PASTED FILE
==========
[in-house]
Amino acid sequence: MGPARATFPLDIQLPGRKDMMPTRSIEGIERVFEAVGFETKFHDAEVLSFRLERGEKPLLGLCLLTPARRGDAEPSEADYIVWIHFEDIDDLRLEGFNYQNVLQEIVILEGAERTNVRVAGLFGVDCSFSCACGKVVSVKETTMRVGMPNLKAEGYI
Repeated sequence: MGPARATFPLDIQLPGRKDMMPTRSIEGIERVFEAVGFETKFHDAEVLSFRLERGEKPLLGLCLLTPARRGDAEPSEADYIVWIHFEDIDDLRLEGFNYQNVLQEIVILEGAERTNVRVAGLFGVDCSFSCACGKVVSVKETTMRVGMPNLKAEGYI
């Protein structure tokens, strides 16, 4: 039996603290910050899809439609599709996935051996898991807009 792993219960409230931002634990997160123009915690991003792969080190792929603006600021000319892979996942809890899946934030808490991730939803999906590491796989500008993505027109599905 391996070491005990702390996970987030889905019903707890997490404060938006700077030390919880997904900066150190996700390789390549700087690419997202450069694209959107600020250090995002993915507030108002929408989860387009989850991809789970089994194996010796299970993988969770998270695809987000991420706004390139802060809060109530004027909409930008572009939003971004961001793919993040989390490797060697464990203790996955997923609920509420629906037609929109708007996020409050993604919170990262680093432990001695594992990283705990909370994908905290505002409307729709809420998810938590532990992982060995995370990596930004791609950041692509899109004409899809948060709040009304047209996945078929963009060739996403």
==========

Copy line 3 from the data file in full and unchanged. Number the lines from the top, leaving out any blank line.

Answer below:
Repeated sequence: MGPARATFPLDIQLPGRKDMMPTRSIEGIERVFEAVGFETKFHDAEVLSFRLERGEKPLLGLCLLTPARRGDAEPSEADYIVWIHFEDIDDLRLEGFNYQNVLQEIVILEGAERTNVRVAGLFGVDCSFSCACGKVVSVKETTMRVGMPNLKAEGYI